UN adopts plan to combat violence against womenhttps://indianexpress.com/article/news-archive/print/un-adopts-plan-to-combat-violence-against-women/

UN adopts plan to combat violence against women

Egypt's Muslim Brotherhood objected it saying it clashed with Islamic principles.

Conservative Muslim and Roman Catholic countries and liberal Western nations approved a UN blueprint to combat violence against women and girls,ignoring strong objections from Egypt’s Muslim Brotherhood that it clashed with Islamic principles and sought to destroy the family.

After two weeks of tough and often contentious negotiations,131 countries joined consensus last night on a compromise 17-page document that Michelle Bachelet,the head of the UN women’s agency,called historic because it sets global standards for action to prevent and end “one of the gravest violations of human rights in the world,the violence that is committed against women and girls”.

“People worldwide expected action,and we didn’t fail them,” she said to loud applause. “Yes,we did it!”

On Wednesday,the Brotherhood,which has emerged as the most powerful political faction in Egypt since the 2011 uprising,lashed out at the anticipated document for advocating sexual freedoms for women and the right to abortion “under the guise of sexual and reproductive rights”. It called the title,on eliminating and preventing all forms of violence against women and girls,“deceitful”.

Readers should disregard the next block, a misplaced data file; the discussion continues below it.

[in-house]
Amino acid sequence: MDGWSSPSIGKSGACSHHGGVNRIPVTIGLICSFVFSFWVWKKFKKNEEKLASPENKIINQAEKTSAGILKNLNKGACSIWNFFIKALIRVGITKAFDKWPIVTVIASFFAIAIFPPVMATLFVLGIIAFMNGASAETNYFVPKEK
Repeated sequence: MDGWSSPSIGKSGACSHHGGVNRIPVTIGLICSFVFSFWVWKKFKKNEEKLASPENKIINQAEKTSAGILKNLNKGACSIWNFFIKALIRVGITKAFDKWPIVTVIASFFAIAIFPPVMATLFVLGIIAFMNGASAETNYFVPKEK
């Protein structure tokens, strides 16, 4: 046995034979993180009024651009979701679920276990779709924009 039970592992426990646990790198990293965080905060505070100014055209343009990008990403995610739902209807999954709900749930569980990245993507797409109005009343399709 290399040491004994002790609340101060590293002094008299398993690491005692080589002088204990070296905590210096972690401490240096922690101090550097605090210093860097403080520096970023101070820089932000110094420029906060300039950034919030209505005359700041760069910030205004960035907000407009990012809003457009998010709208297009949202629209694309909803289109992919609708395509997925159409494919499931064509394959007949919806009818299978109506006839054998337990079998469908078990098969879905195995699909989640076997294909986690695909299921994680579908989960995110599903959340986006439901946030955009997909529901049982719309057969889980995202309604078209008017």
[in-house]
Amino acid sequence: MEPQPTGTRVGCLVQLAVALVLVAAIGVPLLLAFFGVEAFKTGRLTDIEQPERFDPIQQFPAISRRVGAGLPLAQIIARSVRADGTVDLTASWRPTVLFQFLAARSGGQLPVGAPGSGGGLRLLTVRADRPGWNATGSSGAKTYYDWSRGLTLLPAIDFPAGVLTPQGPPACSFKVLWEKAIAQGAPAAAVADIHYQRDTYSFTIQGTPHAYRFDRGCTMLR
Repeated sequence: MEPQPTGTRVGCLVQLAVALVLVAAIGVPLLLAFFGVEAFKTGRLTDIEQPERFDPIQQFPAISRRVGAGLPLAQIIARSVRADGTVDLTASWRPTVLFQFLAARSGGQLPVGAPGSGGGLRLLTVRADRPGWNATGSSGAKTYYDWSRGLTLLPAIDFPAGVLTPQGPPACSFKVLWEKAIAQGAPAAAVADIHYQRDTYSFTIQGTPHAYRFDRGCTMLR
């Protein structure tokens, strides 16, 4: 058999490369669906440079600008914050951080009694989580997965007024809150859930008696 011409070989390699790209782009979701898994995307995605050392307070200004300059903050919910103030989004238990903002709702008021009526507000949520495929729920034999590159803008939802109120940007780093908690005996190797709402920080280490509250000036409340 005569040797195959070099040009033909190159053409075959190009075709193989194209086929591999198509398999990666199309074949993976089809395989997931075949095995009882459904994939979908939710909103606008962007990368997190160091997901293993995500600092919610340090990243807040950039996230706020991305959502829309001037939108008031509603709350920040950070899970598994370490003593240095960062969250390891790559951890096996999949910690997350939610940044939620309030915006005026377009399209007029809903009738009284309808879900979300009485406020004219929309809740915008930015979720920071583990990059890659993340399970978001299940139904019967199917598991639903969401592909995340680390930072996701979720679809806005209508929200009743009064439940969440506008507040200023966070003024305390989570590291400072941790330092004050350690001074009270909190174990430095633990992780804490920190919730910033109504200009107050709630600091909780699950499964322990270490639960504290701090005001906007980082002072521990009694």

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Last week,Egypt proposed an amendment to the text saying that each country is sovereign and can implement the document in accordance with its own laws and customs,a provision strongly opposed by many countries in Europe,Latin America and Asia.

It was dropped in the final compromise drafted by the meeting’s chair. Instead,the final text urges all countries “to strongly condemn all forms of violence against women and girls and to refrain from invoking any custom,tradition and religious consideration to avoid their obligations with respect to its elimination”.

When countries were polled on their views on the final draft,there was fear among the declaration’s supporters that Egypt would oppose it,which would block the consensus required for adoption.

The head of Egypt’s delegation,politician and diplomat Mervat Tallawy,surprised and delighted the overwhelming majority of delegates and onlookers in the crowded UN conference room when she ignored the Brotherhood and announced that Egypt would join consensus.

“International soldarity is needed for women’s empowerment and preventing this regressive mood,whether in the developing countries or developed,or in the Middle East in particular,” Tallawy told reporters afterwards. “It’s a global wave of conservatism,of repression against women,and this paper is a message that if we can get together,hold power together,we can be a strong wave against this conservatism.”